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What are the health care issues that voters are focused on?

A MARTÍNEZ, HOST:

All this week, we're focused on health care as part of our We, The Voters, series. It's an issue that keeps showing up in polls of voters' concerns. Let's dig into that with Gabriel Sanchez. He's a Robert Wood Johnson Foundation and Dow Chair in health policy at the University of New Mexico. So Gabriel, how much of an important issue is health care in this election? What does it rank?

GABRIEL SANCHEZ: You know, this is a really important issue to voters. And although we're typically talking about the economy, immigration, even abortion policy, health care continues to be among the top five priority issues among voters across the country and most polls at this time of the year.

MARTÍNEZ: How does health care then overlap with other issues that voters believe are important to them?

SANCHEZ: Yeah, just to give you some context - you know, a recent ABC news poll conducted just earlier this month found that health care was fourth among all registered voters when we think about a range of different public policy issues. And it's important to note that that's independent of any of the other overlap we might see with other public policy issues, including abortion, which is in the top 10 in that ABC news poll, but not as high as health care. And one of the reasons, I think, for the saliency is there's a lot of overlap with the dominant policy concern of voters, which is inflation and the rising cost of living. In fact, when you ask voters in these polls, you know, when you're talking about the rising cost of just about everything you have to pay for, what is among the highest priorities for you? And most Americans include the rising health care costs they're experiencing, among other critical purchases they have to make, that unfortunately, they just don't have the resources to be able to keep up with the rising cost for.

MARTÍNEZ: Yeah, there's the link right there between health care and almost everything else. Is there a particular group that finds that healthcare is bigger for them than maybe it would be for another group?

SANCHEZ: One, in terms of race-ethnicity are Latino voters. It's important to note that Latinos have essentially had the lowest access to both health insurance and health care among any racial and ethnic group in the country over the last 10 years or so. So it's not surprising when you look at polls - for example, UnidosUS just conducted a recent survey, large sample survey of Latino voters. And they found that health care was third among all policy priorities, behind only the rising cost of living and jobs in the economy. So for Latino voters in particular, when you ask them, what exactly does it mean for you, again, similar to all Americans, it's the cost of health care - their premiums, their deductibles, being able to afford pharmaceuticals - all that is part of the reason why for Latinos in particular, health care remains a dominant priority.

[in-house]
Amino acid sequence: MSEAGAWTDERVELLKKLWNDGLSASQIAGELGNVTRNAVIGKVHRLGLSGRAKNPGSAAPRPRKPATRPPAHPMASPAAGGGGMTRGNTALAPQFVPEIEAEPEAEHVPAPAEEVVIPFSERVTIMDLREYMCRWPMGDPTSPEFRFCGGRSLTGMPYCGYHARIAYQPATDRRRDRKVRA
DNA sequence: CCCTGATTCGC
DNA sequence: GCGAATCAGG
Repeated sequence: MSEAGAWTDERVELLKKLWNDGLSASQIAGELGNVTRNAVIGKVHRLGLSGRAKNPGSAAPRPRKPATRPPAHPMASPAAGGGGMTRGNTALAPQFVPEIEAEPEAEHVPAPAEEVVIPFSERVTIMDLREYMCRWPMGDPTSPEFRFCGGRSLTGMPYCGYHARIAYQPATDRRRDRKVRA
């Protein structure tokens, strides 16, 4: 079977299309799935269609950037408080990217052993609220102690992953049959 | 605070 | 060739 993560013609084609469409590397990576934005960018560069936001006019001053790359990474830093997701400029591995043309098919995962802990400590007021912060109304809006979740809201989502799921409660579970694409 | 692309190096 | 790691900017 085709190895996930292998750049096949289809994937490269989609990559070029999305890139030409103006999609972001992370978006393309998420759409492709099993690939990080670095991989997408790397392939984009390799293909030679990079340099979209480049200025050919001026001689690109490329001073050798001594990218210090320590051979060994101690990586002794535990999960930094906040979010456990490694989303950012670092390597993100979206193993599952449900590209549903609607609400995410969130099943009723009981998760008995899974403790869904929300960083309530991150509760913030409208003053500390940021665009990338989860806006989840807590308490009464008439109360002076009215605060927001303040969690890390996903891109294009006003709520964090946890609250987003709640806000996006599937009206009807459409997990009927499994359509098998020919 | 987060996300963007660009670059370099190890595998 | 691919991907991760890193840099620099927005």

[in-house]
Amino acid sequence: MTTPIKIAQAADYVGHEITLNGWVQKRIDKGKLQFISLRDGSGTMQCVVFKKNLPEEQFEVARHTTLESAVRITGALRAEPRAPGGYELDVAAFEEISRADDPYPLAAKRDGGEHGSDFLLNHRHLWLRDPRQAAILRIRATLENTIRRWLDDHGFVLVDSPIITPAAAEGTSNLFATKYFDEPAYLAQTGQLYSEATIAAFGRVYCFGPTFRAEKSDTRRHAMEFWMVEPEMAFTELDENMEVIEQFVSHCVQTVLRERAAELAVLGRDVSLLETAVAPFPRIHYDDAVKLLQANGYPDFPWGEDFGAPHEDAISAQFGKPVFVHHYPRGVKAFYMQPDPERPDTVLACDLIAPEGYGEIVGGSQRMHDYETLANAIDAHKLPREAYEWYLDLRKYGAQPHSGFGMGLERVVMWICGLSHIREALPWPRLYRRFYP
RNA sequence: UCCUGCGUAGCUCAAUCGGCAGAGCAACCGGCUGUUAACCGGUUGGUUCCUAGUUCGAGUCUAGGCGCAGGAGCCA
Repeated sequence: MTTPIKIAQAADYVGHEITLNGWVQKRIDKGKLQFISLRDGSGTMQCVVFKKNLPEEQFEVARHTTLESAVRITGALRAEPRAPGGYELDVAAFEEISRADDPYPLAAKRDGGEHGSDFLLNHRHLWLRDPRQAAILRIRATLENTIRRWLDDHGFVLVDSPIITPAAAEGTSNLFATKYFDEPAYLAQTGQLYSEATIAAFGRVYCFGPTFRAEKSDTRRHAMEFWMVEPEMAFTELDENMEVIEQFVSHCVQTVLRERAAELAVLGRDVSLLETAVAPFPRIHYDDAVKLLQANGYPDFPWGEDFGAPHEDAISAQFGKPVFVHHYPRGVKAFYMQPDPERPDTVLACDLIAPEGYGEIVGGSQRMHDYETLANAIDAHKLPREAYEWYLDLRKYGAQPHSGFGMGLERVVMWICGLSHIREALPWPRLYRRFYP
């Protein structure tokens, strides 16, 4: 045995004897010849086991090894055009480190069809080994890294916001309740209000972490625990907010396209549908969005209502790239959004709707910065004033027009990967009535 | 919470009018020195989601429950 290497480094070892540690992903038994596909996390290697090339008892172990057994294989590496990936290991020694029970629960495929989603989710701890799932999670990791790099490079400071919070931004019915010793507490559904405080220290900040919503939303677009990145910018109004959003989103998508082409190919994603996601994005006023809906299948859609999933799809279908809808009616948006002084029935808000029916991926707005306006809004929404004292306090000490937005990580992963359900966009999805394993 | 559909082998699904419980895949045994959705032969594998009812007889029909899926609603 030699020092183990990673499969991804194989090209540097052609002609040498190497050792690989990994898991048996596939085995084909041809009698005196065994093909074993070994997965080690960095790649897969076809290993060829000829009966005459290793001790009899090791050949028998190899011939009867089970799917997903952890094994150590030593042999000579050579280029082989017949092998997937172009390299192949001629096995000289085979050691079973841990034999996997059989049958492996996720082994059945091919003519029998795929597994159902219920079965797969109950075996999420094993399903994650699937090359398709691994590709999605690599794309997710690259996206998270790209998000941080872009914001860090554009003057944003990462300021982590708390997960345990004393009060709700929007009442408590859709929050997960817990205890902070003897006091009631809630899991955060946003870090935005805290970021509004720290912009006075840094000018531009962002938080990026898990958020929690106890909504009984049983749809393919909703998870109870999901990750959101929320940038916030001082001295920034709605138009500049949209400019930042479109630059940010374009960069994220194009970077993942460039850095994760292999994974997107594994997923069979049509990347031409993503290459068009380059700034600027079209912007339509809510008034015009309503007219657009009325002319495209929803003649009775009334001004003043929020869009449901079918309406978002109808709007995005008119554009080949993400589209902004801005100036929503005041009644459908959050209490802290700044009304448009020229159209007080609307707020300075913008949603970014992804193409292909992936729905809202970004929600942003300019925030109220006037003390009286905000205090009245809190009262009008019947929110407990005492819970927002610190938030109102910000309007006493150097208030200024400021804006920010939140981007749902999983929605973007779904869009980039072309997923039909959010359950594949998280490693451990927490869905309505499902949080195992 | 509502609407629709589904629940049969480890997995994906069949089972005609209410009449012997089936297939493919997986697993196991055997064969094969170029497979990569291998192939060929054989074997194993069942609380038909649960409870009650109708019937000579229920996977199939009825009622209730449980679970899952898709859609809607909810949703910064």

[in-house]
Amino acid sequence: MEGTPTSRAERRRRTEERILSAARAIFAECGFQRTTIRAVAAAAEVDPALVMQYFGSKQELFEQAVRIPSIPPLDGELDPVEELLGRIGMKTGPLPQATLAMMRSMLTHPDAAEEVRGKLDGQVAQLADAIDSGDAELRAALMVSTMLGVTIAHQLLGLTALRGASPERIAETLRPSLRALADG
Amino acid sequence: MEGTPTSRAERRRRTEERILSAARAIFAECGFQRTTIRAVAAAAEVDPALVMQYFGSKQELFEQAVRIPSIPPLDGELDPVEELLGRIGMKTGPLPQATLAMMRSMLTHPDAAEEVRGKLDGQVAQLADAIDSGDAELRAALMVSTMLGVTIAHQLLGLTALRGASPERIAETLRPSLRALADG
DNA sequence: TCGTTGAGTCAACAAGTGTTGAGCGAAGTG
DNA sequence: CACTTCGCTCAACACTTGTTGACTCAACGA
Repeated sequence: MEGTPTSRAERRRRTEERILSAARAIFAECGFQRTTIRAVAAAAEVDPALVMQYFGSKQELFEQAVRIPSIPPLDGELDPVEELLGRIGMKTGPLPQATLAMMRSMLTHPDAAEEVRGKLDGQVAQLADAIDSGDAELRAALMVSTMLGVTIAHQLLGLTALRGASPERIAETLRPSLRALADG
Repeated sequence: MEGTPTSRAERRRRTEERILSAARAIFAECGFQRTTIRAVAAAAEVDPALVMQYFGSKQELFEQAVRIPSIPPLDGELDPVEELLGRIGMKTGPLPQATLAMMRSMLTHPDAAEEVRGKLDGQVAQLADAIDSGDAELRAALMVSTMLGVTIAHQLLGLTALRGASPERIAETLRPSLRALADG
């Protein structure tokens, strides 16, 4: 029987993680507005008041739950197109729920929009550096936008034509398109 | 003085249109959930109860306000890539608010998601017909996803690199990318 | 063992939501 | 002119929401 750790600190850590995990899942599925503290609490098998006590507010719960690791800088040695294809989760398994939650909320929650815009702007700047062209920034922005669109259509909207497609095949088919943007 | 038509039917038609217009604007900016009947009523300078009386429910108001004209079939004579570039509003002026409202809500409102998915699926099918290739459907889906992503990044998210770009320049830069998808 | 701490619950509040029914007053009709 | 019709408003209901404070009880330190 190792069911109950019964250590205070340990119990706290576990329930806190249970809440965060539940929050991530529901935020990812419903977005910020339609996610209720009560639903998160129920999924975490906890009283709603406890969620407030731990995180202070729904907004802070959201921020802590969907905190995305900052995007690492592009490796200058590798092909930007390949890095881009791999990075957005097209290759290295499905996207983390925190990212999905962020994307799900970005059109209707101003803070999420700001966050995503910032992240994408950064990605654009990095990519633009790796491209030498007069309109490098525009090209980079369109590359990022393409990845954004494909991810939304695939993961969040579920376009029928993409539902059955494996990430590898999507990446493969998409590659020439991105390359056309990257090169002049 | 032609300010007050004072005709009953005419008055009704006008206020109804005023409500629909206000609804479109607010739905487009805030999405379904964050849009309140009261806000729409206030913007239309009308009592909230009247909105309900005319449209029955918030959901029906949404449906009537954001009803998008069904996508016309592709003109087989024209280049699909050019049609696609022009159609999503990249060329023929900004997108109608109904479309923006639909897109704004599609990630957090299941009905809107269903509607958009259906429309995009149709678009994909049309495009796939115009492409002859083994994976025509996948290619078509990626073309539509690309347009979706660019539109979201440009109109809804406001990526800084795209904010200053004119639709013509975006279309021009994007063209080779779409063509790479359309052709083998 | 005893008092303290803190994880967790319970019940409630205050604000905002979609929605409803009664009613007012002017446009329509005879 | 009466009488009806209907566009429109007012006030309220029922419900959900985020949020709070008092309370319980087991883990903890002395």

MARTÍNEZ: President Biden has tried to use the Inflation Reduction Act to address health care costs, but Gabriel, do voters recognize it? Is he making that policy connection with voters?

SANCHEZ: You know, that's a tough thing for President Biden, because on one hand, he's able to argue to voters, look, through the Inflation Reduction Act, and particularly, I'm trying to target Medicare prices and allow Medicare to negotiate for some better rates for consumers. But at the end of the day, I think he's having a tough challenge getting that message through to voters with so much else going on. And the fact that, you know, the Inflation Reduction Act doesn't scream health care or reduction of health care costs. Good news for Biden is, in all of these polls, when you look at who voters perceive to be better on health care, that's one of the issue areas where President Biden actually has an advantage over Trump. So he's doing well in this policy area, but I think getting out his message and particularly emphasizing what he's doing, both with the ACA and the IRA will have huge implications for whether or not he's able to make up some overall ground with Trump in some of these polls as we approach November.

MARTÍNEZ: That's Gabriel Sanchez, the Robert Wood Johnson Foundation in Dow Chair in Health Policy at the University of New Mexico. Gabriel, Thanks.

SANCHEZ: Thank you for having me.

MARTÍNEZ: And a note here that the Robert Wood Johnson Foundation is a funder of NPR. Transcript provided by NPR, Copyright NPR.

NPR transcripts are created on a rush deadline by an NPR contractor. This text may not be in its final form and may be updated or revised in the future. Accuracy and availability may vary. The authoritative record of NPR’s programming is the audio record.

A Martínez is one of the hosts of Morning Edition and Up First. He came to NPR in 2021 and is based out of NPR West.
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